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http://dx.doi.org/10.1111/febs.15320DOI Listing
December 2020

Influence of the spacer region between the Shine-Dalgarno box and the start codon for fine-tuning of the translation efficiency in Escherichia coli.

Microb Biotechnol 2020 07 23;13(4):1254-1261. Epub 2020 Mar 23.

Skolkovo Institute of Science and Technology, Moscow, 143025, Russia.

Translation efficiency contributes several orders of magnitude difference in the overall yield of exogenous gene expression in bacteria. In diverse bacteria, the translation initiation site, whose sequence is the primary determinant of the translation performance, is comprised of the start codon and the Shine-Dalgarno box located upstream. Here, we have examined how the sequence of a spacer between these main components of the translation initiation site contributes to the yield of synthesized protein. We have created a library of reporter constructs with the randomized spacer region, performed fluorescently activated cell sorting and applied next-generation sequencing analysis (the FlowSeq protocol). As a result, we have identified sequence motifs for the spacer region between the Shine-Dalgarno box and AUG start codon that may modulate the translation efficiency in a 100-fold range.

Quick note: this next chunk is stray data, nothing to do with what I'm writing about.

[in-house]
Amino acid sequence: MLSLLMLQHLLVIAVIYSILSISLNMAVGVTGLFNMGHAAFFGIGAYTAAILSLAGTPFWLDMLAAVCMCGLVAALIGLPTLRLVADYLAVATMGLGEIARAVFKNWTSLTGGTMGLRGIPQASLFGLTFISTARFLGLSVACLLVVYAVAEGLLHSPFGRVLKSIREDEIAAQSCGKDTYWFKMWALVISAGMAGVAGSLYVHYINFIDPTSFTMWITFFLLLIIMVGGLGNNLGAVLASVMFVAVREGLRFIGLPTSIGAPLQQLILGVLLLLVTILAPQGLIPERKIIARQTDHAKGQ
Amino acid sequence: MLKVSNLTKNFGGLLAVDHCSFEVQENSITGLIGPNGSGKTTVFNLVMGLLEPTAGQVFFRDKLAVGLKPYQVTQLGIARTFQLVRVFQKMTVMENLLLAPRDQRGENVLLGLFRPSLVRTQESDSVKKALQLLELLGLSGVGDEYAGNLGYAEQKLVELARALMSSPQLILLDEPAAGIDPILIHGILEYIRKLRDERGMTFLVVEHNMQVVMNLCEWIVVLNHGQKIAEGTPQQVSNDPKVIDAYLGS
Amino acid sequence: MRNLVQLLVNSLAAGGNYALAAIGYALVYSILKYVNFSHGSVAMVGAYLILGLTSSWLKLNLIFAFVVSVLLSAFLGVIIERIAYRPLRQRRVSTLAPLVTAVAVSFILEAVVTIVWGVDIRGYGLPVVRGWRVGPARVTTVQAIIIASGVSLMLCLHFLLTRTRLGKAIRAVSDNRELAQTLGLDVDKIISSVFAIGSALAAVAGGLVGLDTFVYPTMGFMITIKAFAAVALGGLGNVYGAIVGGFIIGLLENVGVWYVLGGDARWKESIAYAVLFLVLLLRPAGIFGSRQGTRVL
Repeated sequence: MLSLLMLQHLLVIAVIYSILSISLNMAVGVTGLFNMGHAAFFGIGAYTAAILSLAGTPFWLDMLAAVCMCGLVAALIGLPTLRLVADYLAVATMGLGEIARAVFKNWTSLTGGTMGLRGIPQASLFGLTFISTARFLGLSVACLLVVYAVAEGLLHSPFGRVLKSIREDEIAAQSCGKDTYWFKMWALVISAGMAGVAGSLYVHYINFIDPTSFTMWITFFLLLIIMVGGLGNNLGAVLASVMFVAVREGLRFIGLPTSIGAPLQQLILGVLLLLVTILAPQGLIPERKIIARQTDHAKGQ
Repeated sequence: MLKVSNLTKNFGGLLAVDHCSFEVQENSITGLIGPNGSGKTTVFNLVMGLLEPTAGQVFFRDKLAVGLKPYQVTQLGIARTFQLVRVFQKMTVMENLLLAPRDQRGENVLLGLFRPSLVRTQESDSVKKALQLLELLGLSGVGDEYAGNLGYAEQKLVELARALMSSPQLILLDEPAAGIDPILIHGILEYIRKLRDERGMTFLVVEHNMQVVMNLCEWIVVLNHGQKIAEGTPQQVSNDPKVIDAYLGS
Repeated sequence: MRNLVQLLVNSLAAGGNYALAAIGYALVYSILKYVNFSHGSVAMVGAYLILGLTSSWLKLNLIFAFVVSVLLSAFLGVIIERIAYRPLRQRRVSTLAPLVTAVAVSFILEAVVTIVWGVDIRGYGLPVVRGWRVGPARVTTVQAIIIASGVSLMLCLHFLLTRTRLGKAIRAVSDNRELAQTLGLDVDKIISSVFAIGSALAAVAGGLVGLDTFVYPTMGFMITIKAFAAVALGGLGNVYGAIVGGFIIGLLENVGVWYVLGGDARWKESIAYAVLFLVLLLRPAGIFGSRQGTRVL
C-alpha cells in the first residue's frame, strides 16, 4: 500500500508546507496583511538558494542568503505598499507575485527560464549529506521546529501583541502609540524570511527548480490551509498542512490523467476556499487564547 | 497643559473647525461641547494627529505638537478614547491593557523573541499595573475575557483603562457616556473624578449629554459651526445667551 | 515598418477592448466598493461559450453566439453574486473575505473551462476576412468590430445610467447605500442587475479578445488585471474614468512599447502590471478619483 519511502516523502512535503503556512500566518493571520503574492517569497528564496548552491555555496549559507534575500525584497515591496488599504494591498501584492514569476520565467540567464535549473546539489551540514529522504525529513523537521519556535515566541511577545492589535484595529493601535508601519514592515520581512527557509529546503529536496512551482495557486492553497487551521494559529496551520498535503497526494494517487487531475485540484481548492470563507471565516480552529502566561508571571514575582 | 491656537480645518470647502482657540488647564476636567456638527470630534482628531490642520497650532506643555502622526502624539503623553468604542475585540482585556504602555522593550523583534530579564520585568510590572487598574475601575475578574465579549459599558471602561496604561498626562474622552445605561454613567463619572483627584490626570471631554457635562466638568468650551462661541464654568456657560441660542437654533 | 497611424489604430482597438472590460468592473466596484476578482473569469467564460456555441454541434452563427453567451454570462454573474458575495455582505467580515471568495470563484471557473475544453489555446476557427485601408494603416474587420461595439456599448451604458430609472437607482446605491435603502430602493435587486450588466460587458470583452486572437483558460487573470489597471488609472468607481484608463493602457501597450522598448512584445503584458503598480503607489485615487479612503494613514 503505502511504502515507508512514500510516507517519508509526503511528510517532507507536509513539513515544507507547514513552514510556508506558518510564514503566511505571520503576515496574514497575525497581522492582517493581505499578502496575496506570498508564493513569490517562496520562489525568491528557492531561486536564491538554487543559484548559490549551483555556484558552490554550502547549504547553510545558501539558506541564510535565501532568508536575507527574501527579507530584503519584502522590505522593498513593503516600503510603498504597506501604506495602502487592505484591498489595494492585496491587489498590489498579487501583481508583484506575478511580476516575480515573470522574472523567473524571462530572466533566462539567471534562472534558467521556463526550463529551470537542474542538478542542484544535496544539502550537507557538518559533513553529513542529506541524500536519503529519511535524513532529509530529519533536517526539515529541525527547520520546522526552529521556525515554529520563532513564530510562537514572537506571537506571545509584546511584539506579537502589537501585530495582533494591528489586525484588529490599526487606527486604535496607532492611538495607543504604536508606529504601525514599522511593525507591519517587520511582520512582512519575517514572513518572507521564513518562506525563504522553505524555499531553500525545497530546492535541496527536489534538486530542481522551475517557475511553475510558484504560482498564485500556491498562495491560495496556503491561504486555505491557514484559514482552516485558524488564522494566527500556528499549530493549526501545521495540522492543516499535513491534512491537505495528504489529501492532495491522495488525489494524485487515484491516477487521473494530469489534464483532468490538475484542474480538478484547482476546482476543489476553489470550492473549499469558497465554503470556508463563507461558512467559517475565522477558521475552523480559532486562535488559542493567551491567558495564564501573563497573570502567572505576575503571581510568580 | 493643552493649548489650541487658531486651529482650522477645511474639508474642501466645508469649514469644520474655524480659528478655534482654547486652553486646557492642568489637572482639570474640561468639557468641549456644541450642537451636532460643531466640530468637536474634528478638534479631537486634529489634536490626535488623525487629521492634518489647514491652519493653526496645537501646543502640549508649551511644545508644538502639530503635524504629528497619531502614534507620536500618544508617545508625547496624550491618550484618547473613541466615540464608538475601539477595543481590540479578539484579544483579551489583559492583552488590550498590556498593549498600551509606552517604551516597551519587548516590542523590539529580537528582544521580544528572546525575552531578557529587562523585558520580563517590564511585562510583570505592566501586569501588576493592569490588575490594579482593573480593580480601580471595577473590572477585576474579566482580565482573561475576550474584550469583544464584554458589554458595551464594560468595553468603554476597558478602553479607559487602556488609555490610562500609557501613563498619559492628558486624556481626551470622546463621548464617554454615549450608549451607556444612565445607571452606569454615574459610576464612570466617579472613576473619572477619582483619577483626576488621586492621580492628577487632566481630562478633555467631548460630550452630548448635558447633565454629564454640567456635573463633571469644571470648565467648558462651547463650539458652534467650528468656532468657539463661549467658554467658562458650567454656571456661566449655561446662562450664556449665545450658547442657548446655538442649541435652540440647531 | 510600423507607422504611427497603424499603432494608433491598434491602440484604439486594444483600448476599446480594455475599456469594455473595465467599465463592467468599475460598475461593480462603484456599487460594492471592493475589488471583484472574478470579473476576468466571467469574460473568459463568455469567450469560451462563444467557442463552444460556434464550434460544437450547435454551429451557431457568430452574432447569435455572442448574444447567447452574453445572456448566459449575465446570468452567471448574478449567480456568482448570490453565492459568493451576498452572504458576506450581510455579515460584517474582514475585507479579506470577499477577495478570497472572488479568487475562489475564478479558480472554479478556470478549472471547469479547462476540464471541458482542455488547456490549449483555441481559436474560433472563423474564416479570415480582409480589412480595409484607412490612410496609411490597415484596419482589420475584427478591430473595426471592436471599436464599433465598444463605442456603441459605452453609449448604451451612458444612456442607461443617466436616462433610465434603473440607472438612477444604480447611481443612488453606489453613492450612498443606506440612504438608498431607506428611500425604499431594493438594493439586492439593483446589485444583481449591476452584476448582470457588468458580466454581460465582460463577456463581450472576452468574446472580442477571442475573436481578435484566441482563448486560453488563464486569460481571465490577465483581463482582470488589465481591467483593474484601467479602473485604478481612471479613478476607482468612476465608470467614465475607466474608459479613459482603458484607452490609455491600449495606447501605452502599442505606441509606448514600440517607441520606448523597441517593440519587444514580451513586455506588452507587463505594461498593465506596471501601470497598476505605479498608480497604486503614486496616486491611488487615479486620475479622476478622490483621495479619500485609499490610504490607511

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http://dx.doi.org/10.1111/1751-7915.13561DOI Listing
http://www.ncbi.nlm.nih.gov/pmc/articles/PMC7264876PMC
July 2020

Comprehensive Functional Analysis of Ribosomal RNA Methyltransferases.

Front Genet 2020 27;11:97. Epub 2020 Feb 27.

Department of Chemistry, Lomonosov Moscow State University, Moscow, Russia.